Causes of in-hospital mortality after hip fractures in the elderly

Groff H., Kheir M. M., George J., Azboy İ., Higuera C. A., Parvizi J.

HIP International, vol.30, no.2, pp.204-209, 2020 (SCI-Expanded) identifier identifier

  • Publication Type: Article / Article
  • Volume: 30 Issue: 2
  • Publication Date: 2020
  • Doi Number: 10.1177/1120700019835160
  • Journal Name: HIP International
  • Journal Indexes: Science Citation Index Expanded (SCI-EXPANDED), Scopus, Academic Search Premier, Aerospace Database, CINAHL, Communication Abstracts, EMBASE, MEDLINE, Metadex, Civil Engineering Abstracts
  • Page Numbers: pp.204-209
  • Keywords: Complications, hip fracture, in-hospital mortality, risk
  • Istanbul Medipol University Affiliated: No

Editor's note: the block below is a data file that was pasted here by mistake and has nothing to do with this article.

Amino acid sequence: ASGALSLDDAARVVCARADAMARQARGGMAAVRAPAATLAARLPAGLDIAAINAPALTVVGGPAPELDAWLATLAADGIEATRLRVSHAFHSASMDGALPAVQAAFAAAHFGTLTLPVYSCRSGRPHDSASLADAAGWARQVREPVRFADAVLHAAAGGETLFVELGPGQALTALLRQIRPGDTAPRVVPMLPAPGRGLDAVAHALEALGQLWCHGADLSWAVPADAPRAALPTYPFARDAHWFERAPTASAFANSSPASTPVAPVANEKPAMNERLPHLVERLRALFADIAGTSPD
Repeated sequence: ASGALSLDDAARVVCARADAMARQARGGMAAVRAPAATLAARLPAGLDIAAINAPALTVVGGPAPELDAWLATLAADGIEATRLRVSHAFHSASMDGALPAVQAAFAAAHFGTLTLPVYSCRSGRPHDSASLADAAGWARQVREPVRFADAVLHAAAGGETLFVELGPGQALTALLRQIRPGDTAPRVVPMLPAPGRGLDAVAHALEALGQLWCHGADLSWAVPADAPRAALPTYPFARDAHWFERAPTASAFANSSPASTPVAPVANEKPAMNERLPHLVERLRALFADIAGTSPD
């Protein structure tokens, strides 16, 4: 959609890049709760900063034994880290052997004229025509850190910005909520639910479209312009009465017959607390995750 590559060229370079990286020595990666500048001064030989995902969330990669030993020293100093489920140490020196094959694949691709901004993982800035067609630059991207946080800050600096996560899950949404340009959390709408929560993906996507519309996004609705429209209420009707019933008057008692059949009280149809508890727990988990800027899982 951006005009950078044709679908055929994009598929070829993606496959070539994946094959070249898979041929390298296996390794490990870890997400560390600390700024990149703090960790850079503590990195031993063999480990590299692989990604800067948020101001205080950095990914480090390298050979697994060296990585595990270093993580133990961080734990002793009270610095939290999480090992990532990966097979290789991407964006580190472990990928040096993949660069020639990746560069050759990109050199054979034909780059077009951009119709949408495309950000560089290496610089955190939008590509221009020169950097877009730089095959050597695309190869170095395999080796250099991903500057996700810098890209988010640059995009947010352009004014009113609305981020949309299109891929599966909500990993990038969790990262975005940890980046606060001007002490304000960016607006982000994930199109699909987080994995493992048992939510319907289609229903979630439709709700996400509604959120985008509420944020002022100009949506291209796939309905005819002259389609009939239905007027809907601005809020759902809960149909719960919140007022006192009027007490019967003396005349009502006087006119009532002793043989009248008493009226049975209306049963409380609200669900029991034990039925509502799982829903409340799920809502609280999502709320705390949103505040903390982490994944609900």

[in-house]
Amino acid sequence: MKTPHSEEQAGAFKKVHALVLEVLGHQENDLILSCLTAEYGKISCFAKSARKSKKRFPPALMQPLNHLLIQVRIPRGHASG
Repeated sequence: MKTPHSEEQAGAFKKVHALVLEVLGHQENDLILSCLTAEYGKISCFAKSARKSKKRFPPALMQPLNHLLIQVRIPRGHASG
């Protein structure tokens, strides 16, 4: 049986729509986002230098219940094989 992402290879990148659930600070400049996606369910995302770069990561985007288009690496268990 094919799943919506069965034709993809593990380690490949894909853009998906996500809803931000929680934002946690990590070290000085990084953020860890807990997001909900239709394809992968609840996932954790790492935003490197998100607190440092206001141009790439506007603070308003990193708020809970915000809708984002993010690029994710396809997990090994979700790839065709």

Objectives: Although there are numerous studies reporting early mortality after hip fracture, the incidence and aetiology of in-hospital mortality following hip fractures is largely unknown. This study aimed to determine the causes and the incidence of in-hospital mortality in patients with a hip fracture who received surgical treatment. Methods: This was a multi-institutional retrospective study identifying 2464 consecutive patients >65 years of age who were treated for a hip fracture from 2000 to 2016 at 2 institutions. Revision surgeries were excluded. An electronic query followed by manual chart review was performed to collect patient demographics, Charlson comorbidity index (CCI), type of anaesthesia, and cause of death. Results: The overall in-hospital mortality rate for patients undergoing surgical intervention for an acute hip fracture was 3.0% (75/2464). The most common causes of death in descending order were: respiratory failure (n = 26), cardiac failure (n = 13), multiorgan failure (n = 6), septic shock (n = 6), pulmonary embolism (n = 5), end stage renal disease (n = 5) and others (n = 14). In-hopsital mortality was associated with older age (p = 0.001) and higher CCI scores (p = 0.001). There was no association with gender (p = 0.165), type of anaesthesia (p = 0.497), extracapsular versus intracapsular fracture (p = 0.627), pathologic versus non-pathologic fracture (0.799), or body mass index (p = 0.781). Conclusion: This study demonstrated that hip fracture patients are at relatively high risk of in-hospital mortality following surgical intervention with a high proportion of patients succumbing to respiratory failure. The findings compel us to investigate strategies that can minimize mortality related to respiratory failure in this patient population such as minimising opioid use, early mobilisation, and implementing greater respiratory monitoring.